"Misdiagnosis of Stroke"

About: Sale Hospital / Emergency Department

(as the patient),

I have had Type 1 Diabetes since I was a child and am now a mature adult. 

One night some months ago, I experienced stroke symptoms (slurred speech, missing words when I spoke, difficulty swallowing, and difficulty walking). My friend helped me to bed. When I woke in the morning, I had difficulty getting out of bed, still had slurred speech and could barely walk.

Due to work pressures from my boss, I still went to work, where I had to drive to several places. I had extreme difficulty speaking, walking and my mind was a mess. Once I was completed I drove back home and jumped straight into bed because I was exhausted.

I got up the next morning and attended the Emergency Department of the Central Gippsland Health Service (Sale Hospital) where I was having difficulty getting my words out and still having trouble walking. I hadn't taken my insulin the previous night (which is something I never do), so my blood sugar was elevated.

The Triage Nurse said my face didn't look like I was having a stroke. I waited and was seen to by the Dr in the emergency ward. Once I said I was a diabetic they just concentrated on that. 

They did do a CT scan which showed something but said they didn't know if it was old or new. After a few hours (and my blood sugars returning to normal) they sent me home and gave me a certificate to have 3 days off. They put it down to a chronic ischaemic event caused by poor blood sugars (which were elevated by me forgetting to take my insulin the night before) and told me to visit my GP.

The letter that was sent to the GP stated the same diagnosis and blamed my "poor" blood sugar control. My GP gave me an extra 2 days off. 

I had to wait for a few months to see a specialist (neurologist) and it was confirmed that I had, in fact, had a stroke and it wasn't caused by my diabetes but high blood pressure due to stress. My brain, as far as having diabetes goes, was in excellent condition.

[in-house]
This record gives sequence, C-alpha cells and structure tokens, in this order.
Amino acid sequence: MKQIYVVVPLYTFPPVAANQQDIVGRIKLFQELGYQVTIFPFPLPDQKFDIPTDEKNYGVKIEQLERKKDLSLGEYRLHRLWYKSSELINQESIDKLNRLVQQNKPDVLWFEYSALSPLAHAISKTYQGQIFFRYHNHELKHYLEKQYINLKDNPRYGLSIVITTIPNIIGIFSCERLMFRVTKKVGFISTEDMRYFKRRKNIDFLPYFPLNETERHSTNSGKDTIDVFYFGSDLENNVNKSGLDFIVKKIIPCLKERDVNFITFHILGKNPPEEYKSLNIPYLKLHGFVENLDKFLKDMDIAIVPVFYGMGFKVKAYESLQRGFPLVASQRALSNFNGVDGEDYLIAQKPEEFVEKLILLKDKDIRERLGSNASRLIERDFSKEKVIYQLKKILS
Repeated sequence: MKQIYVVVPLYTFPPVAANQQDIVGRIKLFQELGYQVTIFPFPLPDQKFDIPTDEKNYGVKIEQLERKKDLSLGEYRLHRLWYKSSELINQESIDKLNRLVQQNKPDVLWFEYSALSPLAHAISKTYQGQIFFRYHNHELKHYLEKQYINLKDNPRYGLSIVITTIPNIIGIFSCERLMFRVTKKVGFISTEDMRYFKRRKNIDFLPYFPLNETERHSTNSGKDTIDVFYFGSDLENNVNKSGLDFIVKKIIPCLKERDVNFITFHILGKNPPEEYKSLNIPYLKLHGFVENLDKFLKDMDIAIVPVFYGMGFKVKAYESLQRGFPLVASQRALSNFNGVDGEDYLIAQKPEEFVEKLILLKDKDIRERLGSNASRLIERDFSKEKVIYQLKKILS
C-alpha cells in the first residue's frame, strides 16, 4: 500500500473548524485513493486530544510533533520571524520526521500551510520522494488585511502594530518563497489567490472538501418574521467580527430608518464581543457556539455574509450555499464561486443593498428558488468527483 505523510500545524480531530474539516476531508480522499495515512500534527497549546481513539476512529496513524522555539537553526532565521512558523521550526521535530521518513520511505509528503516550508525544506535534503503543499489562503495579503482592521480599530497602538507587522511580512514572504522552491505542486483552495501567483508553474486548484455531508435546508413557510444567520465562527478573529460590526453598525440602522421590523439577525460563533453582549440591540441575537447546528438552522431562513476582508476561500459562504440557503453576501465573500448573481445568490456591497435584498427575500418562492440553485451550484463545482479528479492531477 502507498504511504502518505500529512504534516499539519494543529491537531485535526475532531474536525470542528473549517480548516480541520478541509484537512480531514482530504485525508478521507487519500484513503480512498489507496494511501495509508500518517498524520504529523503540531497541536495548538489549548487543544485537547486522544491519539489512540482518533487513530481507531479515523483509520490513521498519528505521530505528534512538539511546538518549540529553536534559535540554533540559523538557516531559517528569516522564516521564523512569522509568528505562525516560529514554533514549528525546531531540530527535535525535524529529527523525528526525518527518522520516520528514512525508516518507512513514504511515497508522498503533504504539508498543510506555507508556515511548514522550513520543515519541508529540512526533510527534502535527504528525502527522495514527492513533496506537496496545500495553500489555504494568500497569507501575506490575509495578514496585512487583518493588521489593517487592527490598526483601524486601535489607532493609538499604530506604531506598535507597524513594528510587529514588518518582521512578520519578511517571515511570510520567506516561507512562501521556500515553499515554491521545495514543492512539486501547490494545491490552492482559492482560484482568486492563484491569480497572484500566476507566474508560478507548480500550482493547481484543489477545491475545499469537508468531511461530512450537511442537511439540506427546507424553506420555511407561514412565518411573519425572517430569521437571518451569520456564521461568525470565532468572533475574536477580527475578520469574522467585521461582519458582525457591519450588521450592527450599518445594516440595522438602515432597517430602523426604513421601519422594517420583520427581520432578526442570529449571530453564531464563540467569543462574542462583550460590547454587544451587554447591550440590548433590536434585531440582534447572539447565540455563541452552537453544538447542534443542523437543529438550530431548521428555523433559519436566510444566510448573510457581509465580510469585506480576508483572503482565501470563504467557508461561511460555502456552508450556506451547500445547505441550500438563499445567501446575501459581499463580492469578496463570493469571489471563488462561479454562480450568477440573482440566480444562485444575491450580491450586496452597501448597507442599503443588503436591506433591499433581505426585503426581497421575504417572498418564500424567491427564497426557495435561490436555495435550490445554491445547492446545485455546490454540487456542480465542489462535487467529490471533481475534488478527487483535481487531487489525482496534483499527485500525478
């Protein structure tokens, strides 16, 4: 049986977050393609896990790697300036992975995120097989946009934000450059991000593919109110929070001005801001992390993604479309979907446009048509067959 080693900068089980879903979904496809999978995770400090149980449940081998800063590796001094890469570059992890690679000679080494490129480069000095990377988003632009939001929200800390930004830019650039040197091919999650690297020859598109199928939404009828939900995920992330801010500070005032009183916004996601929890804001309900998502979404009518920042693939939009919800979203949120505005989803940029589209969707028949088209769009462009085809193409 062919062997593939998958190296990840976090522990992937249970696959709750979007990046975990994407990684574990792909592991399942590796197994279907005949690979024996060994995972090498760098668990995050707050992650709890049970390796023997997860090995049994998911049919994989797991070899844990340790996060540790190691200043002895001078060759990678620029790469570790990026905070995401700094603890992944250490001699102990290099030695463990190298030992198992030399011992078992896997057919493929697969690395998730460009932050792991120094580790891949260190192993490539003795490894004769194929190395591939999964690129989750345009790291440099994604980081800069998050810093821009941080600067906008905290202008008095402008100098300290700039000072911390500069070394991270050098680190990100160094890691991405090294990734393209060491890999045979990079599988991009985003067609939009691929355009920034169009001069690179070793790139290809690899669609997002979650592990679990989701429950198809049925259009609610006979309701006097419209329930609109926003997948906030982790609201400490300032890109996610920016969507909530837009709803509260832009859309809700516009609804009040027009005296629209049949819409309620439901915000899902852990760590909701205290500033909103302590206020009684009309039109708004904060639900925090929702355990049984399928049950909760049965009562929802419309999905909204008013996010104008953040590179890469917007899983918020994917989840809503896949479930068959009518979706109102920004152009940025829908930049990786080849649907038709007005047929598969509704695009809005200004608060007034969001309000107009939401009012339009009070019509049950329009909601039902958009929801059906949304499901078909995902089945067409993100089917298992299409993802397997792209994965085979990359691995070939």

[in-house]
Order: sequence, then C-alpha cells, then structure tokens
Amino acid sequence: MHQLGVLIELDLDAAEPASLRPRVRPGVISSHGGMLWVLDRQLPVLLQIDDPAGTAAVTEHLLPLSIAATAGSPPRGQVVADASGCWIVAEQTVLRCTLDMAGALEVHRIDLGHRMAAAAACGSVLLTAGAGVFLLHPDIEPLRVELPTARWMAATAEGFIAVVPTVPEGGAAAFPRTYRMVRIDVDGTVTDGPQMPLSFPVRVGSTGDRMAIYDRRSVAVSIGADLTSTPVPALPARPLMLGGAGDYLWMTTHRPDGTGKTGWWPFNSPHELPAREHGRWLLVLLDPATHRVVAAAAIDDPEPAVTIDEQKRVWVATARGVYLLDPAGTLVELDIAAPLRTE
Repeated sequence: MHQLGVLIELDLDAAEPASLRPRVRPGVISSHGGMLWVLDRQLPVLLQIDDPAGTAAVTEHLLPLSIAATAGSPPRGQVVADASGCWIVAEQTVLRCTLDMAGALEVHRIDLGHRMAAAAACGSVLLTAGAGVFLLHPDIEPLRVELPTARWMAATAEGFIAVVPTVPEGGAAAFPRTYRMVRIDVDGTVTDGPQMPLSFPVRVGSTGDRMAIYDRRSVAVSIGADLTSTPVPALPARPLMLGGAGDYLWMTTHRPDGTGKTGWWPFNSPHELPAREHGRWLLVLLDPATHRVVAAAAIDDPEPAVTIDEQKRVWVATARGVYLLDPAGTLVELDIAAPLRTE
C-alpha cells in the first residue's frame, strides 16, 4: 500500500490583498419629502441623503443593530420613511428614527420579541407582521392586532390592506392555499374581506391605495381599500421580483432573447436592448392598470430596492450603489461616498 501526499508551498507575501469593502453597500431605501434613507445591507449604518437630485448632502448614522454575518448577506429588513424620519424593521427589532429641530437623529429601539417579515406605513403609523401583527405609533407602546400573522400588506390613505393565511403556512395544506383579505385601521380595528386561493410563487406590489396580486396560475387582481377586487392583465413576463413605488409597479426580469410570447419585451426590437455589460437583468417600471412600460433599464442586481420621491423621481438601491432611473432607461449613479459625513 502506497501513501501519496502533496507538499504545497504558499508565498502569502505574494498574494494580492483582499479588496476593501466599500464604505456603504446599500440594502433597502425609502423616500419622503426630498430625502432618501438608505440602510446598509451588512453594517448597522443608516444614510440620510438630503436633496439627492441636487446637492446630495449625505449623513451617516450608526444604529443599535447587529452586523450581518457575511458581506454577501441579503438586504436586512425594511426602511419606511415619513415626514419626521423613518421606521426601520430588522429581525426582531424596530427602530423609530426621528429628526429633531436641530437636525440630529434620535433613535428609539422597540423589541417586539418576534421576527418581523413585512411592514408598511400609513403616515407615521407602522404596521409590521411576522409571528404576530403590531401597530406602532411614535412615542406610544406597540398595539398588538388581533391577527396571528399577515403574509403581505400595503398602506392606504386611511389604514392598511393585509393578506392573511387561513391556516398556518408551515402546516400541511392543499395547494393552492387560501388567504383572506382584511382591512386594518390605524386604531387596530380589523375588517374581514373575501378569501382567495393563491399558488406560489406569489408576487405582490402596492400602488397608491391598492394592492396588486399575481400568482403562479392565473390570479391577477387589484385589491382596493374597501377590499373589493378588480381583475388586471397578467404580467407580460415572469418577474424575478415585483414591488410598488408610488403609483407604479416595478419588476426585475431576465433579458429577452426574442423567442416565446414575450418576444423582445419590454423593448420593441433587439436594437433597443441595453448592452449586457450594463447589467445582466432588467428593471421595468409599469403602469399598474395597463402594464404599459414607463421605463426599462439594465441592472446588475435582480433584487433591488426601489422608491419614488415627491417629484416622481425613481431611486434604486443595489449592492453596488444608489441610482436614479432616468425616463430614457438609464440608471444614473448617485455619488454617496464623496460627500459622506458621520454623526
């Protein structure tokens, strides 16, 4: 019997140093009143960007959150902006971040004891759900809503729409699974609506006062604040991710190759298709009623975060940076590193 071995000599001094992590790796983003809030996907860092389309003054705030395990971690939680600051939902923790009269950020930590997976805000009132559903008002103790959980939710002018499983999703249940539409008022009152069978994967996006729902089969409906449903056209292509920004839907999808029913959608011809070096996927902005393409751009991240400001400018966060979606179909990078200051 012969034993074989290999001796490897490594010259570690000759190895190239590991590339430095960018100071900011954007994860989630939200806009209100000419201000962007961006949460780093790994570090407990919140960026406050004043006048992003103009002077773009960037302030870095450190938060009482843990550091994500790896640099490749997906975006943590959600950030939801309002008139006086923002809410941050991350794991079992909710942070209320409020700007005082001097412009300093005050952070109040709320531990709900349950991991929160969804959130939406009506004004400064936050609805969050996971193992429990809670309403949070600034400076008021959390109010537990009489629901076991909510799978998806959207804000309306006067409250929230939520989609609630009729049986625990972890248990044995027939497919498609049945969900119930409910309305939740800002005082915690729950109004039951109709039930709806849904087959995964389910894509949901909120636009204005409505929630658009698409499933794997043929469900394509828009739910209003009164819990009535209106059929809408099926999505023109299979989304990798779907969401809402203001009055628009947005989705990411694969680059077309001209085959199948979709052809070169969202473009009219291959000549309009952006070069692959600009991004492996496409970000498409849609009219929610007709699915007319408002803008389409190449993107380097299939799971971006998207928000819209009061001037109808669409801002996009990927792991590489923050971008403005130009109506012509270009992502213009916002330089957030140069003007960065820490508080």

My current symptoms of the stroke (4 months later) are that my left leg drags a little and I kick my toe sometimes, forget what things are called, forget what I'm doing and forget how to spell words correctly (something which I was very good at).

I feel nobody seems to think these are anything major but to me they are.

I have suffered a fall from kicking my toe and my hip is now suffering severe pain.

My treatment is basically to keep my blood pressure down. I have had no physiotherapy even suggested for my leg. 

I feel the whole process has just been one big balls up, all because I said I was a Type 1 Diabetic.



Response from Mandy Pusmucans, Director of Nursing, Sale, Central Gippsland Health 10 months ago
Mandy Pusmucans
Director of Nursing, Sale,
Central Gippsland Health
Submitted on 08/11/2019 at 09:48
Published on Care Opinion at 09:52

picture of Mandy Pusmucans

Dear crocodileen37,

Thank you for sharing your story which is very concerning to me. I am very sorry that this has been your experience and I acknowledge your concerns and the impact your condition is now having on your daily life.

We aim to provide the highest standard of care for all of our patients. It is disappointing and concerning that you feel that this was not your experience.

I have had communications with the Medical Director of the Emergency Department and the Nurse Unit Manager of the Emergency Department. We would all like the opportunity to investigate your concerns in detail.

Central Gippsland Health has spent significant time and effort on improving our communication, however, we acknowledge that we do not get it right every time. Your story helps us to reflect and identify improvements. From your story, it highlights for us the importance of actively listening to patients and in the Emergency Department, making sure that we maintain a strong clinical focus so that we attend to people as a whole, and not solely their existing illnesses.

Our Emergency Department staff have been working on the process of communication, through giving consistent messages to patients both at the point of triage and beyond; and making sure we regularly check in with patients both in the waiting room and in the cubicles. We have been supported in this work by our Consumer Advisory Group.

Your story highlights a further area of focus and improvement which we want to work through some more.

In order to fully address your concerns, I would be very keen to talk further with you about your experience and potential improvements and can be contacted on 5143 8512 or email mandy.pusmucans@cghs.com.au.

Once again, please accept our sincere apologies for your experience.

Yours sincerely


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